3) Sound effects from games and YouTube videos, etc... are directed over the A2DP wireless signal too. (PvZ on surround speakers anyone?!)

Overall, I'm very satisfied with the product, but I don't think it's worth $40 though, maybe $30 tops, it's such a simple device. But I was in a hurry to get one so I didn't wait.
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Tracked by 1 customer

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Showing 1-7 of 7 posts in this discussion
Initial post: Jan 19, 2012 4:04:43 PM PST
L. Ortega says:
Hi I'm really interested in purchasing this same product you did but I have a few questions I'd like to ask you before I do so. I am also an iPhone 4 user and I'd like to have my audio wireless. The speakers that I actually have are also by Logitech. If I were to purchase this product, would I be able to connect my phone wireless to the 'Logitech Wireless Speaker Adapter' and then the adapter to my speakers. Here is a link to the exact speakers I own. Logitech - LS21 2.1 Stereo Speaker System would it be possible? Thanks.

In reply to an earlier post on Mar 4, 2012 2:59:56 PM PST
Mark Oberg says:
The answer to your question is that this will work with any headphone, receiver or speaker system that has a stereo analog input. In the case of the speaker system, you want to use one which has some kind of amplification built-in. I took a quick look at the LS 21 system and it appears to have that.

Posted on Jun 17, 2012 8:12:32 AM PDT
The reviewer below you mentioned that turning off the power to the Logitech adapter causes the device to then forget any devices that were paired. So you come out ahead by saving electricity and yet have the hassle of repairing every single time the adapter is plugged back in. You didn't mention this, but did mention you like to automatically turn off your adapter with an a/c switch. Are you/are you not seeing issues with having to repair your audio devices every time power is restored to the adapter? Is the issue with how long power is off to the adapter? (the longer it's off the higher the chance of pairing being forgotten?). thanks. Great review.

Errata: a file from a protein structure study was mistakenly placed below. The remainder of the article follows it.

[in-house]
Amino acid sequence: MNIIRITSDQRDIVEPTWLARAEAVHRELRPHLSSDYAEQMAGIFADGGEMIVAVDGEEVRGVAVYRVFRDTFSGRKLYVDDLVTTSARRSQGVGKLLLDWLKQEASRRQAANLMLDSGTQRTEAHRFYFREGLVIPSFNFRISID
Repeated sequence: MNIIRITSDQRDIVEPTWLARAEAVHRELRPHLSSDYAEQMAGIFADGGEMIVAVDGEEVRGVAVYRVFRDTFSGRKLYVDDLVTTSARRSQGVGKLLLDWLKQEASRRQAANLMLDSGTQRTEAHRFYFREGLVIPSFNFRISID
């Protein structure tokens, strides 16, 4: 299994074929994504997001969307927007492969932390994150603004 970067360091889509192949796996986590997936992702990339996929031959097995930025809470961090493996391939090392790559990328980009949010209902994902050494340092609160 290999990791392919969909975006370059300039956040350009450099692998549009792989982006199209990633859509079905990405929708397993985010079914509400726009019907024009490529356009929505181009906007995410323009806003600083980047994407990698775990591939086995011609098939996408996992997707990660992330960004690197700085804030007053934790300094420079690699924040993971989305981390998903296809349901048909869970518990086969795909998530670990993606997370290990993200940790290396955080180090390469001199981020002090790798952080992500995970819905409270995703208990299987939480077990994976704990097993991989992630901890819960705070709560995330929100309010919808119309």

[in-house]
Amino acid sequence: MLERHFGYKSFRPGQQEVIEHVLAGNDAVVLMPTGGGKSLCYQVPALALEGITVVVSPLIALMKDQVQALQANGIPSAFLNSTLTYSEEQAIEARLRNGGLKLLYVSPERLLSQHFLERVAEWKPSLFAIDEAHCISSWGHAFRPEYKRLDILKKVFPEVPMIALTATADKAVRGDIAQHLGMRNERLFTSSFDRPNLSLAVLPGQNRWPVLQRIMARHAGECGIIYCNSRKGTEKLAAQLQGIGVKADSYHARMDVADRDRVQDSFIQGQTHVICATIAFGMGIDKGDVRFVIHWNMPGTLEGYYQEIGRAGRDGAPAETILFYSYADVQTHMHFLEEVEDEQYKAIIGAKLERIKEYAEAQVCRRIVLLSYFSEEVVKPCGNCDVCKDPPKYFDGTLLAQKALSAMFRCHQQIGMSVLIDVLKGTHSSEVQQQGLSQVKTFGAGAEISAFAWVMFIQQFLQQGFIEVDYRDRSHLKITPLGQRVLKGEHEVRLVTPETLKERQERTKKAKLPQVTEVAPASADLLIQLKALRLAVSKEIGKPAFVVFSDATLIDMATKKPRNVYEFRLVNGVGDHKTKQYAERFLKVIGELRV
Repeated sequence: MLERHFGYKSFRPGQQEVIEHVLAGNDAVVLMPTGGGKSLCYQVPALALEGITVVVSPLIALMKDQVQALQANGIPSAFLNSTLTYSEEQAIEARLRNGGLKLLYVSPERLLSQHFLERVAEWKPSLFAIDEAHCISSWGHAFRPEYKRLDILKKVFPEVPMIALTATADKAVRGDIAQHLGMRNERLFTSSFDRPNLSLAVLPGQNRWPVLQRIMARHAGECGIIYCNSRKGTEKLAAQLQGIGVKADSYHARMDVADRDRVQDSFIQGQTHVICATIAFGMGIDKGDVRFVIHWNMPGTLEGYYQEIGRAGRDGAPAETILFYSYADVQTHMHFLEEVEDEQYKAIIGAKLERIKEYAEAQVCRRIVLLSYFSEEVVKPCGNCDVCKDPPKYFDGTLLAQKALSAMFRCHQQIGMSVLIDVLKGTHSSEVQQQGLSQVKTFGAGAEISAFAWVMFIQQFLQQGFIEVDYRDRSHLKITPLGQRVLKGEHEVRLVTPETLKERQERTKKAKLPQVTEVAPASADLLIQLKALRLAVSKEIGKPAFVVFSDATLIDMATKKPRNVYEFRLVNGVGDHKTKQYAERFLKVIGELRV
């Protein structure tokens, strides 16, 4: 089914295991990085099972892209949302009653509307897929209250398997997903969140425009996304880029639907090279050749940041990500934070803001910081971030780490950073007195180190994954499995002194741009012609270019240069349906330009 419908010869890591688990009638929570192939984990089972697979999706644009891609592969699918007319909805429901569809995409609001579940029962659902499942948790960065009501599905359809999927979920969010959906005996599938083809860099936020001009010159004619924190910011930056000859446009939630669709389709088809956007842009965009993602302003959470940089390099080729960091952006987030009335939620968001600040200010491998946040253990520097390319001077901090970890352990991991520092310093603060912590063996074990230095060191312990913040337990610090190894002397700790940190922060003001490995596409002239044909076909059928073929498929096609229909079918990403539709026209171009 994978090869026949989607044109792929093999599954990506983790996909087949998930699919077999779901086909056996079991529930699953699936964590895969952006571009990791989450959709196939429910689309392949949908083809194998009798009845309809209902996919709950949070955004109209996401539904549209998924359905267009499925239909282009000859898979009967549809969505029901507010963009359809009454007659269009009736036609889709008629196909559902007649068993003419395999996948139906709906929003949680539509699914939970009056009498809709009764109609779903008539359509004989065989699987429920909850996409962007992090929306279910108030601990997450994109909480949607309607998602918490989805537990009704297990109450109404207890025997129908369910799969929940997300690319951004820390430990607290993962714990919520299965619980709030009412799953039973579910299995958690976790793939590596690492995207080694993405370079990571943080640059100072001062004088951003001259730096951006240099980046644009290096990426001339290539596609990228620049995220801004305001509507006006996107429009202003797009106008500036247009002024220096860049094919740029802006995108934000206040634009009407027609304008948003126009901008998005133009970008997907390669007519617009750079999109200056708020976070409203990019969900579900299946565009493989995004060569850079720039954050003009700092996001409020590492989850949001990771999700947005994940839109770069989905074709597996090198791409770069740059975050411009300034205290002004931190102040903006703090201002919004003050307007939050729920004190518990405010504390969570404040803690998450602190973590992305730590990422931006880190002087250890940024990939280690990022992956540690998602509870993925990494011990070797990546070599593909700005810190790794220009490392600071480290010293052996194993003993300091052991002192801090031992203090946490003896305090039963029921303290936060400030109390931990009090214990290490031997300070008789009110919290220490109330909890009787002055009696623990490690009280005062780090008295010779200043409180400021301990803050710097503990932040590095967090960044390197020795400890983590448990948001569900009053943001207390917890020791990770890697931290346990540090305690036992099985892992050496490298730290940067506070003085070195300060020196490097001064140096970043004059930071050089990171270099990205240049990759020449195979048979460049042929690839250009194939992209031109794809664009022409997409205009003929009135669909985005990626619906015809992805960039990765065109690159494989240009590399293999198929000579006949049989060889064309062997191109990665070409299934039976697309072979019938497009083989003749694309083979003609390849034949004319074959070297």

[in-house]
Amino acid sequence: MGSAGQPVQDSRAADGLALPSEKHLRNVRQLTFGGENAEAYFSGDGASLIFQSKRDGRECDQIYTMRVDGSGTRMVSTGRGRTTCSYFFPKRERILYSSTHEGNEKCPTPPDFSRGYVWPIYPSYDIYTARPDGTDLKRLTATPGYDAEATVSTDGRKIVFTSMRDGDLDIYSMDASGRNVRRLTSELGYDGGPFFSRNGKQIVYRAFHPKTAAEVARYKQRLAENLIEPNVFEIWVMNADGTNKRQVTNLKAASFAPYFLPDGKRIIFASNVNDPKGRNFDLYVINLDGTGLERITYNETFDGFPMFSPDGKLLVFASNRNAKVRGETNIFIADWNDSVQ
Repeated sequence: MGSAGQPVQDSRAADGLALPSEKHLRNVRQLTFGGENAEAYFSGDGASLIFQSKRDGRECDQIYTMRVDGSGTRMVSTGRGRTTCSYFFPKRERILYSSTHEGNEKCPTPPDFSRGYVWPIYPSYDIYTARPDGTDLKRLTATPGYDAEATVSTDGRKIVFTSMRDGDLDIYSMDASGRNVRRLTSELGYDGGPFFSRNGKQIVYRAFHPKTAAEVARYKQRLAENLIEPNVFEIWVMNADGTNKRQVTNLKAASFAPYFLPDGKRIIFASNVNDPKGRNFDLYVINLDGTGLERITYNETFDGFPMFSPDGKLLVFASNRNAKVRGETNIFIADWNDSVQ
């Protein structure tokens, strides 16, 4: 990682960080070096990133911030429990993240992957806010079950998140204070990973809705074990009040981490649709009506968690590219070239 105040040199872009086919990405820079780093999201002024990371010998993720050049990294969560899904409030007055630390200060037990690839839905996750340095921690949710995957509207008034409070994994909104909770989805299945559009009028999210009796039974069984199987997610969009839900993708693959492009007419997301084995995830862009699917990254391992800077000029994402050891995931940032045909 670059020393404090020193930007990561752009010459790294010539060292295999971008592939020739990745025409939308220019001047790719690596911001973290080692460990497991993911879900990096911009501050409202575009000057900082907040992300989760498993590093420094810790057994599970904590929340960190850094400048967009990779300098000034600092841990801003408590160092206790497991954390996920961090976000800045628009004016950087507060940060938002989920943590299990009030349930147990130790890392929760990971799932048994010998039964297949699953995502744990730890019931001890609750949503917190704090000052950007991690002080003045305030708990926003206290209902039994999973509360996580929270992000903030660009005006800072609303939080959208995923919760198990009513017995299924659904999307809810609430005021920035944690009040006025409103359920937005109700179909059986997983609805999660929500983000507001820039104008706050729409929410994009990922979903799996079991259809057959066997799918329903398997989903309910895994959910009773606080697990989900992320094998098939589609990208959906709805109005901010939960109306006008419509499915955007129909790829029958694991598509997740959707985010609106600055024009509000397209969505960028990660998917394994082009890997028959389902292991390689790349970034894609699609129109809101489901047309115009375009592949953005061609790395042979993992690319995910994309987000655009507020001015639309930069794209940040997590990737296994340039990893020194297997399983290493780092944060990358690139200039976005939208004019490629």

Posted on Aug 23, 2012 9:22:41 AM PDT
amazong says:
Apple charges much more BECAUSE their products are "simple" as far as the user is concerned. This product is extremely simple to use and simple looking. It is worth a little more than the competitors due to the great simplicity.

In reply to an earlier post on Jan 1, 2013 11:27:48 PM PST
A. Pao says:
Hope this isn't too late of a response, but, no, I don't have a problem "repairing" my iPhone with the Logitech, it stays paired, even when I remove power from the Logitech with the switch outlet on the back of my receiver... HOWEVER, I must go and select the Logitech from the iPhone Bluetooth menu each time to connect it, it will not automatically re-connect with the Logitech, which is what I want; I do not want my iPhone to re-connect to the Logitech without me explicitly telling it to do so.

In reply to an earlier post on Feb 16, 2013 10:23:13 AM PST
Do you get an annoying Beep every time your unit is paired with the Logitech? I have a competitive device which plays my phone calls and keyboard clicks even from another room. So I constantly disconnect the bluetooth as I don't want to play my phone calls over the whole house. Then, when I reconnect, the speakers make a loud BEEP which also annoys the whole house. Anyone else with same experience?

Posted on Feb 13, 2014 12:19:57 PM PST
Mazi says:
i have hearing aids that are connected by a streamer to my iphone 4. do you think this devise will work for streaming tv to my iphone. my hearing aids are oticon. the do sell a devise that looks like this and if your phone rings when watching tv the streamer will disconnect the tv and answer the phone. i would just get their product but it costs $125. this devise seems to do the same thing.